Encyclopædia Britannica, Ninth Edition/Bohemia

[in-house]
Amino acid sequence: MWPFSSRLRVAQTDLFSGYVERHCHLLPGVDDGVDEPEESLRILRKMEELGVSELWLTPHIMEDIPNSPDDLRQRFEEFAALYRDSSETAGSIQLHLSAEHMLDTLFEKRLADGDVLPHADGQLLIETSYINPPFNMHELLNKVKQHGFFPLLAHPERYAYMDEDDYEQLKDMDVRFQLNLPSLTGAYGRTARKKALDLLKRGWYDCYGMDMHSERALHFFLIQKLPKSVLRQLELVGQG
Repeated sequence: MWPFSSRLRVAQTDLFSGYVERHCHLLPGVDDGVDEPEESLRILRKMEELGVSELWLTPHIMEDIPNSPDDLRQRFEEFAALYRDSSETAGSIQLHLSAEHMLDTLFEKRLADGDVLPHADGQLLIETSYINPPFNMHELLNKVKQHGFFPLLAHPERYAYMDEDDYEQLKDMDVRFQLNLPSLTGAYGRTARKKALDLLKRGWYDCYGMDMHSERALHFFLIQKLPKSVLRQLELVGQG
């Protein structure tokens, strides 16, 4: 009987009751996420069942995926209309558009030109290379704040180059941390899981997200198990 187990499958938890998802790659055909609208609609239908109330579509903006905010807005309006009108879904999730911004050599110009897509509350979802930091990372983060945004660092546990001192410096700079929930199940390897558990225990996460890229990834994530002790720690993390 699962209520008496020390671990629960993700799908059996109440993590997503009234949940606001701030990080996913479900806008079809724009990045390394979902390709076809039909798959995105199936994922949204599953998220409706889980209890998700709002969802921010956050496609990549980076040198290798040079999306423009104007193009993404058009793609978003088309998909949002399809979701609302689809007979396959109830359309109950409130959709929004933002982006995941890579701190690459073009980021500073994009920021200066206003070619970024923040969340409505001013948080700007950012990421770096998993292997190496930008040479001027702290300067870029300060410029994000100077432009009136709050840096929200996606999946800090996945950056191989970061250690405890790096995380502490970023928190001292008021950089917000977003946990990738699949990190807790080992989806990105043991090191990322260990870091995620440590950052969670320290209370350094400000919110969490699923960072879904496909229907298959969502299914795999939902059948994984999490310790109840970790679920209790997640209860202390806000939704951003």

BOHEMIA (German Böhmen or Böheim), a kingdom of the Austrian empire, situated between 48° 33′ and 51° 4′ N. lat., and 12° 5′ and 16° 25′ W. long., and bounded on the N. by Saxony and Prussian Silesia, E. by Moravia, S. by Upper and Lower Austria, and W. by Bavaria. Its area is estimated at 19,983 square miles. It belongs almost entirely to the basin of the Elbe, which rises within the territory, and is joined by the Adler, the Iser, the Moldau, and the Eger before it passes the frontier. The boundaries are pretty clearly marked by mountain ranges on all sides, the Böhmerwald dividing the country from Bavaria, the Erzgebirge and Riesengebirge from Saxony and Silesia, and the Moravian Hills from the basin of the Danube. The climate is healthy, but varies considerably in different districts; the soil in many parts is highly fertile, and grain of various kinds, potatoes, hops, flax, hemp, vines, and fruits are extensively cultivated. In 1870 there were 6,205,161 acres of ploughed land, 2656 in vineyards, 1,560,321 in gardens and meadows, 995,340 in pasture, and 3,749,411 in woodland. At the same date the number of horses in the country was 189,337, cattle 1,602,015, sheep 1,106,290, goats 194,273, swine 228,180, and bee-hives 140,892. The mineral productions comprise gold, silver, lead, tin, copper, iron, cobalt, bismuth, arsenic, sulphur, coal, alum, vitriol, and different sorts of stone. In 1870 there were obtained 156 cwt. of gold-ore, 1245 of silver-ore, 225,536 tons of iron, 999 tons of lead, 2274 of tin, 61 tons of antimony, and 111 of arsenic-ore. The quantity of coal and lignite amounted to 4,099,909 tons. The mineral springs of Bohemia—Carlsbad, Teplitz, Marienbad, and Franzensbrunn, &c.—are justly famous. The industry of the kingdom is highly developed in various directions. Most important of all is the manufacture of woollen goods, principally carried on at Reichenberg and in the neighbourhood. The cotton manufacture is also extensively prosecuted in the same district; and at Rumburg and other places linen stuffs are largely produced. Bohemian glass has been celebrated for centuries, and is still exported to all parts of EuropePorcelain and earthenware of different sorts, iron and steel wares, copper, tin, and pewter articles, wooden wares, chemical stuffs, and paper are all the objects of a considerable industry. Beetroot sugar is pretty largely manufactured, the refineries numbering 126 in 1870. At the same date there were 968 breweries in the country, and 324 brandy distilleries. The chief commercial city is the capital, Prague; but Reichenberg, Pilsen, Haida, Rumburg, Leitmeritz, and Budweis are all important centres. Bohemia is divided into twelve circles—Prague, Budweis, Pisek, Pilsen, Eger, Saaz, Leitmeritz, Bunzlau, Jiczin, Königgratz, Chrudim, Czaslau, and Tabor, and these are subdivided into 91 departments. In 1869 there were 372 towns, 226 smaller market-towns, and 12,551 villages. The number of inhabited houses in the whole country amounted to 632,404; and the total population was 5,106,069, of whom 2,433,629 were males, and 2,672,440 females. The census of 1869 took no count of nationality, but according to Ficker in his Die Völkerstämme der Oesterreichisch-Ungarischen Monarchie, there are 20 of German race for 32 of Slavonic. By far the greater part of the population (4,940,898) belongs to the Roman Catholic Church; while only 3438 are members of the Greek Church, 106,115 Protestants, and 89,933 Jews. The country constitutes an archbishopric, and is divided into three bbishoprics. In 1870 there were 140 ecclesiastical foundations, with endowments amounting to £65,726. At the head of tthe educational establishments is the University of Prague, with four faculties, and attended in 1871 by 1516 students. There are upwards of 4000 ordinary schools in rather more than the half of which Czech is spoken, 26 gymnasiums, 4 theological seminaries, and several institutions for special departments of the arts and sciences.